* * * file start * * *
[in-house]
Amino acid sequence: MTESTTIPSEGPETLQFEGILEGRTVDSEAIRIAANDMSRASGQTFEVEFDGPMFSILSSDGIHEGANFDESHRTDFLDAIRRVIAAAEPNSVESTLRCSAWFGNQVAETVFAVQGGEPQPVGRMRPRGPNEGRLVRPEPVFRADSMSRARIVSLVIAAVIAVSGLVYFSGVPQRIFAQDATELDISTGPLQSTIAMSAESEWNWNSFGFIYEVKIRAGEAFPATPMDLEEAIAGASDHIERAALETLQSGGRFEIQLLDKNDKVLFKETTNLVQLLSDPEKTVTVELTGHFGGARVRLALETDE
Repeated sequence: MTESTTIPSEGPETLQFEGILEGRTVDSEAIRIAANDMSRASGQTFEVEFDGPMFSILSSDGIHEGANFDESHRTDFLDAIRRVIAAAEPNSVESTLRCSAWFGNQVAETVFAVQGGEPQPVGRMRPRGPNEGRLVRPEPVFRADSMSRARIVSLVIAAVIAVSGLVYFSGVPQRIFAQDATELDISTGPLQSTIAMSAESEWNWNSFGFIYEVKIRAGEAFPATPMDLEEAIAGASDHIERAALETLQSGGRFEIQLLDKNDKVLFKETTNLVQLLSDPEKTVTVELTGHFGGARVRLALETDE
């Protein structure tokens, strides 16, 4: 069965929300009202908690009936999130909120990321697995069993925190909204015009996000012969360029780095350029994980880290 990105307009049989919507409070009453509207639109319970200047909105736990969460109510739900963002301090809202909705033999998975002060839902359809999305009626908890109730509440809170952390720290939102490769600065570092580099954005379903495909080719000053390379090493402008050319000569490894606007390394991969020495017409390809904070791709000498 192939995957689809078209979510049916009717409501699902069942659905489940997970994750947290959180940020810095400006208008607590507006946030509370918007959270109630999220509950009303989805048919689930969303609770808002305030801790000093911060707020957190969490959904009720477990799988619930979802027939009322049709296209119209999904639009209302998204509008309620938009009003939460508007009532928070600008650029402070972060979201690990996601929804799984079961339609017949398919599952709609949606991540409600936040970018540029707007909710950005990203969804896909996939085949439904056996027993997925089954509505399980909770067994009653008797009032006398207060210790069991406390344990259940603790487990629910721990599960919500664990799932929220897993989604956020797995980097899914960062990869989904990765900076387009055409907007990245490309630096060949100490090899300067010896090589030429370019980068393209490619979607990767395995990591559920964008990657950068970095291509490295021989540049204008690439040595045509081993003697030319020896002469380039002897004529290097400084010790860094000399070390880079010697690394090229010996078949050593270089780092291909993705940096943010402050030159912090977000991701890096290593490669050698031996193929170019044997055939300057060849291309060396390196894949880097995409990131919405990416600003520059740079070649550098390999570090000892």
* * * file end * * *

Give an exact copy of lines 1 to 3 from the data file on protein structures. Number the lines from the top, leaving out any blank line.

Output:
[in-house]
Amino acid sequence: MTESTTIPSEGPETLQFEGILEGRTVDSEAIRIAANDMSRASGQTFEVEFDGPMFSILSSDGIHEGANFDESHRTDFLDAIRRVIAAAEPNSVESTLRCSAWFGNQVAETVFAVQGGEPQPVGRMRPRGPNEGRLVRPEPVFRADSMSRARIVSLVIAAVIAVSGLVYFSGVPQRIFAQDATELDISTGPLQSTIAMSAESEWNWNSFGFIYEVKIRAGEAFPATPMDLEEAIAGASDHIERAALETLQSGGRFEIQLLDKNDKVLFKETTNLVQLLSDPEKTVTVELTGHFGGARVRLALETDE
Repeated sequence: MTESTTIPSEGPETLQFEGILEGRTVDSEAIRIAANDMSRASGQTFEVEFDGPMFSILSSDGIHEGANFDESHRTDFLDAIRRVIAAAEPNSVESTLRCSAWFGNQVAETVFAVQGGEPQPVGRMRPRGPNEGRLVRPEPVFRADSMSRARIVSLVIAAVIAVSGLVYFSGVPQRIFAQDATELDISTGPLQSTIAMSAESEWNWNSFGFIYEVKIRAGEAFPATPMDLEEAIAGASDHIERAALETLQSGGRFEIQLLDKNDKVLFKETTNLVQLLSDPEKTVTVELTGHFGGARVRLALETDE